Note from the Editor: The following is an opinion piece which may not necessarily reflect the views of the Adammic Express.
Yesterday, I set up the Empire of Adammia’s first ever private investment fund, adding finance to the list of sectors which the Adammic economy now covers. It joins the media, software development, and wine-making industries in what I described, in my last opinion piece, as “the most successful economy in the MicroWiki community”. This seems like a bold claim, does it not? Last year, we reported a GDP of £118.95. Here’s how the numbers break down: Citizens contributed £56 through the Contributions Scheme, in which each of our 10 over-18 full citizens pays 50p per month to the Treasury. Wine made by my grandfather generated £17.18, a small coding job I did got me £24.57, and adverts on videos on my YouTube channel made £18.62. Physical copies of the Adammic Express made £2.10. My modesty has made me hesitant to make the claim of having created the most successful economy on MicroWiki, but try as I might, I have not been able to find an economy on the Wiki which compares to ours. Leylandiistan might have been a competitor had they stuck around long enough to develop further. Some economies, such as those of Juclandia, reportedly have a much higher GDP extending into the thousands or tens of thousands of pounds, but they don’t go into much detail about how they actually make that money, which has led me to believe that many such countries are counting macronational sources of income in their figures, which is a little misleading.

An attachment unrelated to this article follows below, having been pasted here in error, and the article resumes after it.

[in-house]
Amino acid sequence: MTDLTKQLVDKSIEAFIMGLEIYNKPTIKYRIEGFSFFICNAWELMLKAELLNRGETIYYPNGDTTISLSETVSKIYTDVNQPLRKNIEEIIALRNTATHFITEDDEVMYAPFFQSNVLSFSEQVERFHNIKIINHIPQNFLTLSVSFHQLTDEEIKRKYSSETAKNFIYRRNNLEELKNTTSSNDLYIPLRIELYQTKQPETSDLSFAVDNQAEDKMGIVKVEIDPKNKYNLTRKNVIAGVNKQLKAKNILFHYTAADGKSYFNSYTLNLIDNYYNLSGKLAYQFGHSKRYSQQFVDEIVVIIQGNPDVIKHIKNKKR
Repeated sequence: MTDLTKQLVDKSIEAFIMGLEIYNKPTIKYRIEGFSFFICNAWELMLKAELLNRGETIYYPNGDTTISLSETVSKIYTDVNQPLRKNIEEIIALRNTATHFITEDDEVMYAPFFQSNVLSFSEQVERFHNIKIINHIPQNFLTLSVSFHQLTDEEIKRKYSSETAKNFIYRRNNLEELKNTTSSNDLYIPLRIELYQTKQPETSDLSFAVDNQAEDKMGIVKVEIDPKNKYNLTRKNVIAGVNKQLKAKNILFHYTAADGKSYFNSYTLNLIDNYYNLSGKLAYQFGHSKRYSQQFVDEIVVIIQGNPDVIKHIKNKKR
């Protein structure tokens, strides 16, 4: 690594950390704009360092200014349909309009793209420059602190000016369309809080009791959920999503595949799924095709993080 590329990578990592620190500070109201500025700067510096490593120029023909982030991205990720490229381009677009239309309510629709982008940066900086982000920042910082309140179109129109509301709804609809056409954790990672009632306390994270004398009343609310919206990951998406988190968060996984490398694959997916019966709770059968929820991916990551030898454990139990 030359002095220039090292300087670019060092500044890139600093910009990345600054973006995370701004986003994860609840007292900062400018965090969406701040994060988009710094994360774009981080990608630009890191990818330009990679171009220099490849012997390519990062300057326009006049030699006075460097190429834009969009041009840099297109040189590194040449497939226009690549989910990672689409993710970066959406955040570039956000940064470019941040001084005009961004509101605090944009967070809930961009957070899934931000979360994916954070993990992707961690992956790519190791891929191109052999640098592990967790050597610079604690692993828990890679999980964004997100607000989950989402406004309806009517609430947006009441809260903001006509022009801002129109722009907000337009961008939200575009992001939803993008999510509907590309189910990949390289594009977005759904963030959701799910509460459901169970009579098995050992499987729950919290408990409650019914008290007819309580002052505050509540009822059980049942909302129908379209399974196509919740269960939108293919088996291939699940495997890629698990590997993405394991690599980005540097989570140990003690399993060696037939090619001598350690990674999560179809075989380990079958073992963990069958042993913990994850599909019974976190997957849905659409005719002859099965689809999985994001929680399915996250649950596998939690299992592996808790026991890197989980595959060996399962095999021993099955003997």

I would argue that any economic activity only counts as micronational economic activity if it could, in theory, be taxed by your government at a reasonable rate, and if it actually takes place on your territory. Otherwise it’s not really part of your economy at all, and is instead part of the macronational economy. I suppose a better claim would be that Adammia has the most successful verified economy on MicroWiki. We have verified our economy through the use of comprehensive, transparent accounting systems. All of our companies submit quarterly reports to the Imperial Companies Agency, giving us a full breakdown of the economy so that we can see exactly where the money is coming from.